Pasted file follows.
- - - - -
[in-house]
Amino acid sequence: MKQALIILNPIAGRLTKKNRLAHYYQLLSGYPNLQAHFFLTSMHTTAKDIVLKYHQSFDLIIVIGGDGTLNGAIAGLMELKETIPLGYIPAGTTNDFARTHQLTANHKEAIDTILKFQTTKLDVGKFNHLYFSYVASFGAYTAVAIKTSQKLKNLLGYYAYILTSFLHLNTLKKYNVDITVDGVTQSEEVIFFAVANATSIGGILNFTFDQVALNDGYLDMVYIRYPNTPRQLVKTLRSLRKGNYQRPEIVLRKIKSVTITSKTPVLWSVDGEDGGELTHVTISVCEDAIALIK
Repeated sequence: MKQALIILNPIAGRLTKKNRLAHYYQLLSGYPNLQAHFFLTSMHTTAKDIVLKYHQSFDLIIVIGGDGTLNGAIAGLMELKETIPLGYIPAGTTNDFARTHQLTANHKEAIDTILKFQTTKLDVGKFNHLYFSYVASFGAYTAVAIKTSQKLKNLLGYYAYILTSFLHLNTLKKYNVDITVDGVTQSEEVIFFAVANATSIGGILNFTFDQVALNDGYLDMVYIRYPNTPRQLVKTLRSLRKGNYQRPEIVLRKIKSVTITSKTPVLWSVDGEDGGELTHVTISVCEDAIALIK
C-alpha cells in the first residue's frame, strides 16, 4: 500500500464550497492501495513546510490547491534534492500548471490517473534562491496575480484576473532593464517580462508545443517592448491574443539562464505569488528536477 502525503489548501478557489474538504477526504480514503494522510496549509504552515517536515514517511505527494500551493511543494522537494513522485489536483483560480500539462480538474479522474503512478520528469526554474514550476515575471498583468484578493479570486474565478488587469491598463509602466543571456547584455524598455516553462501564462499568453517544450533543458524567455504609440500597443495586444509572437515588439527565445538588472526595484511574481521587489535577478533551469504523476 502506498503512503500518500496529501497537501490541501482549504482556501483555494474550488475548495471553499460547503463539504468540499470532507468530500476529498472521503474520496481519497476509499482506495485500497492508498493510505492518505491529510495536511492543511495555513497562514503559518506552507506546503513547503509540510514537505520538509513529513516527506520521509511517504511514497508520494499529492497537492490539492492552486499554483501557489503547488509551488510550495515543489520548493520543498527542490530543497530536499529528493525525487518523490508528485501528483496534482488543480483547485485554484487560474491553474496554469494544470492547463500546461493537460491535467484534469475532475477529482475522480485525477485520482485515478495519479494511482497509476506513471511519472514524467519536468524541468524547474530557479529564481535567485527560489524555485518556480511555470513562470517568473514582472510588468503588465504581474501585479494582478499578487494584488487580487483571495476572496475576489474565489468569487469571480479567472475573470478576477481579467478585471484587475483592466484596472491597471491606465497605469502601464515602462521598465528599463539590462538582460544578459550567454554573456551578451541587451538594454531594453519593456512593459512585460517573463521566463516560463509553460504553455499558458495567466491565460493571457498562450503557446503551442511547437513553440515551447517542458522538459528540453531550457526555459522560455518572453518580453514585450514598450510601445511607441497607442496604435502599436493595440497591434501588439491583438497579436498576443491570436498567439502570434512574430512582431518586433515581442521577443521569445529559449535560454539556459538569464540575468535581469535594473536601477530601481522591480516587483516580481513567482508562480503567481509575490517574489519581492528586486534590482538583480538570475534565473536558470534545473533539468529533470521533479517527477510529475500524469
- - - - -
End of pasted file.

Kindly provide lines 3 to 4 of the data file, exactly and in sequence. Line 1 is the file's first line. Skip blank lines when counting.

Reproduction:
Repeated sequence: MKQALIILNPIAGRLTKKNRLAHYYQLLSGYPNLQAHFFLTSMHTTAKDIVLKYHQSFDLIIVIGGDGTLNGAIAGLMELKETIPLGYIPAGTTNDFARTHQLTANHKEAIDTILKFQTTKLDVGKFNHLYFSYVASFGAYTAVAIKTSQKLKNLLGYYAYILTSFLHLNTLKKYNVDITVDGVTQSEEVIFFAVANATSIGGILNFTFDQVALNDGYLDMVYIRYPNTPRQLVKTLRSLRKGNYQRPEIVLRKIKSVTITSKTPVLWSVDGEDGGELTHVTISVCEDAIALIK
C-alpha cells in the first residue's frame, strides 16, 4: 500500500464550497492501495513546510490547491534534492500548471490517473534562491496575480484576473532593464517580462508545443517592448491574443539562464505569488528536477 502525503489548501478557489474538504477526504480514503494522510496549509504552515517536515514517511505527494500551493511543494522537494513522485489536483483560480500539462480538474479522474503512478520528469526554474514550476515575471498583468484578493479570486474565478488587469491598463509602466543571456547584455524598455516553462501564462499568453517544450533543458524567455504609440500597443495586444509572437515588439527565445538588472526595484511574481521587489535577478533551469504523476 502506498503512503500518500496529501497537501490541501482549504482556501483555494474550488475548495471553499460547503463539504468540499470532507468530500476529498472521503474520496481519497476509499482506495485500497492508498493510505492518505491529510495536511492543511495555513497562514503559518506552507506546503513547503509540510514537505520538509513529513516527506520521509511517504511514497508520494499529492497537492490539492492552486499554483501557489503547488509551488510550495515543489520548493520543498527542490530543497530536499529528493525525487518523490508528485501528483496534482488543480483547485485554484487560474491553474496554469494544470492547463500546461493537460491535467484534469475532475477529482475522480485525477485520482485515478495519479494511482497509476506513471511519472514524467519536468524541468524547474530557479529564481535567485527560489524555485518556480511555470513562470517568473514582472510588468503588465504581474501585479494582478499578487494584488487580487483571495476572496475576489474565489468569487469571480479567472475573470478576477481579467478585471484587475483592466484596472491597471491606465497605469502601464515602462521598465528599463539590462538582460544578459550567454554573456551578451541587451538594454531594453519593456512593459512585460517573463521566463516560463509553460504553455499558458495567466491565460493571457498562450503557446503551442511547437513553440515551447517542458522538459528540453531550457526555459522560455518572453518580453514585450514598450510601445511607441497607442496604435502599436493595440497591434501588439491583438497579436498576443491570436498567439502570434512574430512582431518586433515581442521577443521569445529559449535560454539556459538569464540575468535581469535594473536601477530601481522591480516587483516580481513567482508562480503567481509575490517574489519581492528586486534590482538583480538570475534565473536558470534545473533539468529533470521533479517527477510529475500524469